Knowing others is intelligence;
Knowing yourself is true wisdom;
Mastering others is strength;
Mastering yourself is true power.
~Tao Te Ching
Someone stopped by this week. He’s navigating (“suffering” might be a better word to describe this passage) one of life’s tough turning points. As is often the case during such unrest, he was vacillating between unfounded hopefulness and unremitting despair. EITHER “once I round this corner, it’ll be smooth sailing and endless sunshine” OR “there can be no light at the end of this tunnel.” He hoped I could tell him what would happen next. Would that I could, but I can’t.
“The path into the light seems dark,” offers the Tai Te Ching. We can’t duck. There’s no way out or around. Only right through all the muck. Into the deep and often scary woods. Maybe it has something to do with needing to confront nothingness– or at least the worst within ourselves or in our world– on the way to discovering our true Self. Isn’t this the truth that all those childhood fairy tales– and their dark forests and dangerous, wild beasts– try to relate?
Knowing yourself is a tall order. It begins with finding some freedom from our insecurities, the conditioning of our pasts, our guilt trips, our compulsions to control others, and our need for approval. Dragging all that baggage around saps too much energy. And disconnects us somehow from our true selves and the positive energy that is also always present in the universe.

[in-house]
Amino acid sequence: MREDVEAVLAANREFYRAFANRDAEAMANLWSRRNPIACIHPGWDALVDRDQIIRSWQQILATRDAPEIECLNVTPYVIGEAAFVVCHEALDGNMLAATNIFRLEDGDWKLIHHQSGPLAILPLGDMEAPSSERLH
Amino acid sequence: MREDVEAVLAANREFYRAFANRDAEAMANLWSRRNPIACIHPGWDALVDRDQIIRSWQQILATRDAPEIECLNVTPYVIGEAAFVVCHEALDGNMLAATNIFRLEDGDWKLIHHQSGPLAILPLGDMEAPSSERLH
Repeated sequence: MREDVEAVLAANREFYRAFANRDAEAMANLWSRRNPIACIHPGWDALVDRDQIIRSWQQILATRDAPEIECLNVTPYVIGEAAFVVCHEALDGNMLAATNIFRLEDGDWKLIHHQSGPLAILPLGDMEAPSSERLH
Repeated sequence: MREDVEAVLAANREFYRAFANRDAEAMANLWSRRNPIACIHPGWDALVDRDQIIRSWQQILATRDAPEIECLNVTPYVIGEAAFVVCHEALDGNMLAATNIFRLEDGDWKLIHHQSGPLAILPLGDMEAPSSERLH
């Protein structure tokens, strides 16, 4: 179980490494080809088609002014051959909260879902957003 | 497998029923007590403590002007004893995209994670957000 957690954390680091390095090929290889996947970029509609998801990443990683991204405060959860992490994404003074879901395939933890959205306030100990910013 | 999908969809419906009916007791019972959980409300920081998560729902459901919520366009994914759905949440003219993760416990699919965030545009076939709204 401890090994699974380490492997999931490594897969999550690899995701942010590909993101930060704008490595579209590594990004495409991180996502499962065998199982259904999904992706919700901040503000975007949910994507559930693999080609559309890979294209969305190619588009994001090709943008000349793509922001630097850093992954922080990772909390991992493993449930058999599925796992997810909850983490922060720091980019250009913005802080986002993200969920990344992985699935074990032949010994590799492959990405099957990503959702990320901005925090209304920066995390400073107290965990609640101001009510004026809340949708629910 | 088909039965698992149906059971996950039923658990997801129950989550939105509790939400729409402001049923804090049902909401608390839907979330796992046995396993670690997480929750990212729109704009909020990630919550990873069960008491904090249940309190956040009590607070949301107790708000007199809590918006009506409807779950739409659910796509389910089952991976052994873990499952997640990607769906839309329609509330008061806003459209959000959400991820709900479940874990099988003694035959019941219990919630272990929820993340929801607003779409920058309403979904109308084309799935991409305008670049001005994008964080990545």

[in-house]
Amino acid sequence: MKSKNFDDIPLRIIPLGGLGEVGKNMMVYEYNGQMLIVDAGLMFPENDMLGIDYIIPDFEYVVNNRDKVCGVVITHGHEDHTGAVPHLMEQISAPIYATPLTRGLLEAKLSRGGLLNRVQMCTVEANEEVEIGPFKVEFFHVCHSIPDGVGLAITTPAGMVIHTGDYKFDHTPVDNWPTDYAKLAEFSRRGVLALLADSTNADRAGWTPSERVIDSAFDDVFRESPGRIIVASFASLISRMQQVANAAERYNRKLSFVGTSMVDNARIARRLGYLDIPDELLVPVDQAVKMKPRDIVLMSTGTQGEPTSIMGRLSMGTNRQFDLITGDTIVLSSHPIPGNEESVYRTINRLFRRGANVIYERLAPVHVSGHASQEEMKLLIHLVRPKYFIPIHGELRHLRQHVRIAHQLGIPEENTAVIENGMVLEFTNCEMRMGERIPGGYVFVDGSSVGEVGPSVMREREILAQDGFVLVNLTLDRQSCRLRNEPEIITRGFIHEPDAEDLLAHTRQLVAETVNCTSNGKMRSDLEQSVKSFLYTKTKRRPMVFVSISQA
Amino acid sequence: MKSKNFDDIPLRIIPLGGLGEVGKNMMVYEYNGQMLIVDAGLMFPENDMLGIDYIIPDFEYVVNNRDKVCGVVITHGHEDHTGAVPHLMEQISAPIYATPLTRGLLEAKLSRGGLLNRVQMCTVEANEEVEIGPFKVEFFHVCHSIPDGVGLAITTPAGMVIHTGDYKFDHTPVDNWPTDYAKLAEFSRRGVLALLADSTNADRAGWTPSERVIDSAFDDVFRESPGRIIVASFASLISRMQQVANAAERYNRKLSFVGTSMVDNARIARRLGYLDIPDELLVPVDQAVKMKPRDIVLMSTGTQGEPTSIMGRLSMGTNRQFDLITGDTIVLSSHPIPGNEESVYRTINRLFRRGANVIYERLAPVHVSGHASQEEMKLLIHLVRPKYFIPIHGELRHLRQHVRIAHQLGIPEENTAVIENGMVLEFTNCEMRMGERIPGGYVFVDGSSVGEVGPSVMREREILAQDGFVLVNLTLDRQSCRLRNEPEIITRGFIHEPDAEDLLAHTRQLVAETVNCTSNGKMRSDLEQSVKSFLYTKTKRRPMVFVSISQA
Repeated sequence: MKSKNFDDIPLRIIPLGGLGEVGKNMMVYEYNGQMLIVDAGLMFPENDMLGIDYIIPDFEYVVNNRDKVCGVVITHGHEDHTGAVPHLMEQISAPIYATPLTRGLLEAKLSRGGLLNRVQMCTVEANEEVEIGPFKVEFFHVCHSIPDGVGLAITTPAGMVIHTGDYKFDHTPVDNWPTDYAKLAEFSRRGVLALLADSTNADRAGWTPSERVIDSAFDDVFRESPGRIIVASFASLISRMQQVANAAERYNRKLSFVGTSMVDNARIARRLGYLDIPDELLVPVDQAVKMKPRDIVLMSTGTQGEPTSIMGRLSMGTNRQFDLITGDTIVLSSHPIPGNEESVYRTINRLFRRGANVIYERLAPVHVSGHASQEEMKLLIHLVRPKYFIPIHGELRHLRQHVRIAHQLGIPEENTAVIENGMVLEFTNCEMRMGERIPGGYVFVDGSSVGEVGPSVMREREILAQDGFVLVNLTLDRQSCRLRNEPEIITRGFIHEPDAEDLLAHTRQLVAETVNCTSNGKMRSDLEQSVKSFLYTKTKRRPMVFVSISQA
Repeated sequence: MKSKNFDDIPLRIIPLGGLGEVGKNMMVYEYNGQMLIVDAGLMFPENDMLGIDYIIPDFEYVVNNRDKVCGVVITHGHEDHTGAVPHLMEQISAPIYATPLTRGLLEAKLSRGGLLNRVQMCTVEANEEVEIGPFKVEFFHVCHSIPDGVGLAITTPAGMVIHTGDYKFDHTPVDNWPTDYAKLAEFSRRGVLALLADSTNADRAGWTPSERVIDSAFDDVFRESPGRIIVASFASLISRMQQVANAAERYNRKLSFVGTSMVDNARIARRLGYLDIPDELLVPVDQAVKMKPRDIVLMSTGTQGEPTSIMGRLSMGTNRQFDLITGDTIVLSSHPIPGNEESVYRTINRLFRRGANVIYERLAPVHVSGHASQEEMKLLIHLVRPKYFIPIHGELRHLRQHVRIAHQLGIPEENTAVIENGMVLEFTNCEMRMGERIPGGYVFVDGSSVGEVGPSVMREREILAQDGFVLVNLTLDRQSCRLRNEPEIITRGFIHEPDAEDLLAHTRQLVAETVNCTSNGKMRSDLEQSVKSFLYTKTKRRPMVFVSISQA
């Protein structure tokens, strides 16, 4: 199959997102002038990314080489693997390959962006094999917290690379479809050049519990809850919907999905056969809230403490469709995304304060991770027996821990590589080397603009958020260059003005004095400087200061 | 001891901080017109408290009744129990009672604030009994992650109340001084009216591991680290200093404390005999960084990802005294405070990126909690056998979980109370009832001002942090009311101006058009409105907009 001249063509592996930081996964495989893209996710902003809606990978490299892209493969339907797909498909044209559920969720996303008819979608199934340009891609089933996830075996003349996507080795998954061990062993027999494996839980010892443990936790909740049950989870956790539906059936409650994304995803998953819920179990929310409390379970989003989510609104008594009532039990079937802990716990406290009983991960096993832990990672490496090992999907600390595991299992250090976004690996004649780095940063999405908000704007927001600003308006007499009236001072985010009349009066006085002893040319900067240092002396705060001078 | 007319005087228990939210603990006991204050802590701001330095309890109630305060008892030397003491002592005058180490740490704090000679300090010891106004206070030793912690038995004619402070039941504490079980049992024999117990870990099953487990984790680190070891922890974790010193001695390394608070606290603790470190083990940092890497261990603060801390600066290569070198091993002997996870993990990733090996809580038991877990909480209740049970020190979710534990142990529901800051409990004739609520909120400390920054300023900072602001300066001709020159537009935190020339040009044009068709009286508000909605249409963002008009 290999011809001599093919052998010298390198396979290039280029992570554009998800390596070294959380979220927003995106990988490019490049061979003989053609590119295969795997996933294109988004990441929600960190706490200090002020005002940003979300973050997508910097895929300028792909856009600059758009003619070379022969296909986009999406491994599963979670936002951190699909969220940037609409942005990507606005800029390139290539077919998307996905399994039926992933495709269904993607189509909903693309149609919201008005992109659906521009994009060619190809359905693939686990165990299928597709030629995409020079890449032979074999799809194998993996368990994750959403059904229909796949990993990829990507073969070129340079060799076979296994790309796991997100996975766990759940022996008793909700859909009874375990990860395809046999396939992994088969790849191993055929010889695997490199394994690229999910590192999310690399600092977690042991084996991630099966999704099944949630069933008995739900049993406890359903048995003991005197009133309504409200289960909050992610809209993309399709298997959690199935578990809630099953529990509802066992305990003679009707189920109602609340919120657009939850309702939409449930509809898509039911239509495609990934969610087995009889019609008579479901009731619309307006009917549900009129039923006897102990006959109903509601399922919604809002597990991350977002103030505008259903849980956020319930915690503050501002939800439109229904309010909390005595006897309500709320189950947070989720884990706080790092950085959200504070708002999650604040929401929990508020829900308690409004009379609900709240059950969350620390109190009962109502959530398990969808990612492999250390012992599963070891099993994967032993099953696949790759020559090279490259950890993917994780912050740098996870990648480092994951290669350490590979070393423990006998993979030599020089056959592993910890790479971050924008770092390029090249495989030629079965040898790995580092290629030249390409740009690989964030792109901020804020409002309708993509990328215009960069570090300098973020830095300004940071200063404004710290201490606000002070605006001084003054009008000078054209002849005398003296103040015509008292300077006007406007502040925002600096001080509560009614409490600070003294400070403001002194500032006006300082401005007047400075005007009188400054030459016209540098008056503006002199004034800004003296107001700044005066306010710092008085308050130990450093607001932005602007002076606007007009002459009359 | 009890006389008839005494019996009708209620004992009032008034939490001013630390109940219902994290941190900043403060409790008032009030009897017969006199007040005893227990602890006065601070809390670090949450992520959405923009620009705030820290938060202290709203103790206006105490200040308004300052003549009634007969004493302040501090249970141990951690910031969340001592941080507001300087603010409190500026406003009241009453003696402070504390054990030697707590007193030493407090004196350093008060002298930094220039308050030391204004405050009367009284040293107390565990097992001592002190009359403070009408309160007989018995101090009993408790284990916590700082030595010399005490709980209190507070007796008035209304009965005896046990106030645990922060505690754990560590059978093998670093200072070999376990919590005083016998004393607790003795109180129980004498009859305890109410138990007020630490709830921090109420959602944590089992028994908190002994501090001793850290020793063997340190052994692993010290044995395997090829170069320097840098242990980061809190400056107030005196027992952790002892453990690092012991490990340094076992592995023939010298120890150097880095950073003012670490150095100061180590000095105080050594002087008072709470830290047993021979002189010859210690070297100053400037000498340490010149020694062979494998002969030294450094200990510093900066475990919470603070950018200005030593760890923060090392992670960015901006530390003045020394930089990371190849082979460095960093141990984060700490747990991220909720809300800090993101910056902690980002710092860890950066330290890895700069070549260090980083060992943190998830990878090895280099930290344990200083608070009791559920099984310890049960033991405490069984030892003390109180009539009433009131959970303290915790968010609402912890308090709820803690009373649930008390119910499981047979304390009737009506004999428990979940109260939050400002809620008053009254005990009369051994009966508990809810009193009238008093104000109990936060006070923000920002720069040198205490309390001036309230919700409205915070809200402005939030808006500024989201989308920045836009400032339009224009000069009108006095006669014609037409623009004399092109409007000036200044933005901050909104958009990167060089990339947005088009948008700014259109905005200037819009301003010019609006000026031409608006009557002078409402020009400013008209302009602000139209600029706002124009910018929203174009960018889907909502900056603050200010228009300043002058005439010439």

No matter how bad your past, how difficult your present, at least, it is completely yours! The musical opera Rent has a song, “Life Support:” …There’s only us, there’s only this; forget regret, or life is yours to miss. No other road, no other way. No day, but today.” Accepting, finding a power in your presence to your own moment, you just might find yourself in a strange new harmony. Serenity. In the flow.
Jean Paul Sartre pointed out, “Existence precedes essence.” In other words, we exist, whether or not we ever discover our true Self… our greater purpose, our deepest authenticity.
But something wonderful happens when you dare to risk your existence to discover your true essence. A whole new world opens up. Not necessarily a world free of suffering, but a world that is no longer defined exclusively by one’s suffering. This is my prayer for my friend…
Some might wonder that this e-pistle has such an Zen-existentialist cast. Because that’s the idiom that makes sense to the person who stopped by. In ministry, you must find, go to people where they are. As in life, we must find, go to ourselves.
For someone else, I could have used biblical images: truly finding oneself in losing oneself; dawn coming after the darkest part of the night; how we have been created from and must return to dust; the command to “know thyself.”
The various metaphors are not that important, except in as much as they are effective. Rather, what’s important is real, individual people. Each of us. And the passages we must make. …And that we try to be there for one another. And help each other through life’s shadowed valleys and steep mountains. A journey of a thousand miles begins with one step.
See you in church,
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